We can’t let the COVID-19 liquidity crisis become an insolvency crisis

By:  U.S. Senator David Perdue (R-GA)

Right now, the outbreak of the COVID-19 virus is creating an economic crisis in the United States. As the public take critical steps to reduce viral transmission, consumer demand is plummeting. Businesses large and small are losing access to liquidity, putting them at serious risk of becoming insolvent and displacing millions of workers.

As the federal government weighs a Phase Three relief bill to preserve the economy and millions of jobs, one thing is clear: We cannot let a liquidity crisis become an insolvency crisis.

At the center of this issue are the relationships between employers and employees. With reduced revenues, businesses cannot make payroll, meaning furloughs and even pink slips for millions of U.S. citizens. Once this crisis ends, companies will scramble to hire back displaced employees. Getting our economy back up and running will be much harder.

However, many in Washington are focusing on short-term solutions, such as emergency payments to U.S. citizens facing a potential interruption in their paycheck. That may be a necessary step in this crisis, but it barely scratches the surface of what most families need.

This is why the federal government’s No. 1 focus should be helping companies make payroll to keep as many people employed as possible. If we inject liquidity into the market, people will still have a job to go back to when the coronavirus is contained.

There are five steps the federal government can take right now to provide much-needed liquidity to businesses.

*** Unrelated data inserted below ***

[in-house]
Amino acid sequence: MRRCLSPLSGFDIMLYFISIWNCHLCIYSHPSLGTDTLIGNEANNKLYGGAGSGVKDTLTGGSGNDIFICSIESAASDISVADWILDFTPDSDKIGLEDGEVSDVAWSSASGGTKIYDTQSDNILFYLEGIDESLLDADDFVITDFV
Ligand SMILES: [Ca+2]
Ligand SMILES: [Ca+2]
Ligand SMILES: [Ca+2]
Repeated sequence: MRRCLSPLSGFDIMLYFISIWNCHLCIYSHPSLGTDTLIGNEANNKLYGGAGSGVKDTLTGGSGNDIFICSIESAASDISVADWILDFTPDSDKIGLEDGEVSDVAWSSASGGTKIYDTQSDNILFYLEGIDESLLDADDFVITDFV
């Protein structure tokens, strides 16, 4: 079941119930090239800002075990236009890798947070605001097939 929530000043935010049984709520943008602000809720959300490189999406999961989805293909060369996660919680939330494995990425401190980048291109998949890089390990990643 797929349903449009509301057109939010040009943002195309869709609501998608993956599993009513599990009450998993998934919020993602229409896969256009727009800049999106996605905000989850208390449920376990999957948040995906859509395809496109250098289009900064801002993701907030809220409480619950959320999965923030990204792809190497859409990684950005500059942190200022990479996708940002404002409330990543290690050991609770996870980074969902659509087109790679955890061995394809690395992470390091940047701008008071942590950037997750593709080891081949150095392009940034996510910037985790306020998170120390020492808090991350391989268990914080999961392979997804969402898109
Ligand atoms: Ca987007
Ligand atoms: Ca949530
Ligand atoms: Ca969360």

Guarantee short-term business bridge loans. We need to create a credit facility to bypass bureaucracy and help banks and credit unions provide bridge loans to struggling businesses immediately. This injection of cash will help businesses stay afloat and pay their employees.

Provide a nine-month waiver on the payroll tax. At this critical moment, employers and employees need all the capital they can get to keep people on the payroll.

Delay federal tax estimates. All federal business tax estimates should be delayed until October. Additionally, all net operating loss claims should be carried back at least two years, and the IRS should process them promptly.

Halt troubled debt restructuring. Troubled debt restructuring reduces the incentive for banks to work out new loan agreements with struggling borrowers. We have to temporarily halt this practice to make sure banks are giving businesses all the help they can.

Delay or repeal the implementation of the Current Expected Credit Losses standard. This new standard makes it unnecessarily difficult for banks and credit unions to lend in a distressed economic environment. Eliminating it will help free up access to loans for every business.

The extraordinary measures the U.S. is taking to contain the spread of the coronavirus are absolutely critical to protect public health. Expanding testing, isolation of infected individuals, and social distancing will help to reduce the rate of new infections per day, as they have in countries such as South Korea.

However, reduced demand in the market will force many American businesses to collapse and completely devastate the economic recovery we were starting to see in the U.S.

If businesses go insolvent today, then the economy and the finances of U.S. citizens will suffer long after the coronavirus is contained. The five steps outlined above will go a long way to ensuring that large and small businesses have the liquidity they need to stay afloat, meet their payroll, and hit the ground running once the public health crisis ends.

What the Senate is contemplating in this Phase Three bill is not a bailout, nor is it a stimulus package. It protects workers. We need to keep people healthy, but we also have to learn from what countries ahead of us in this cycle are doing to get their workforce back into operation. We may not be there yet, but we can get there if we act now.

This is an unprecedented time for our country and our world. We have faced many challenges before, and I have no doubt that we will all rise to this challenge and come out of this crisis stronger as a country. No virus will ever break the American spirit.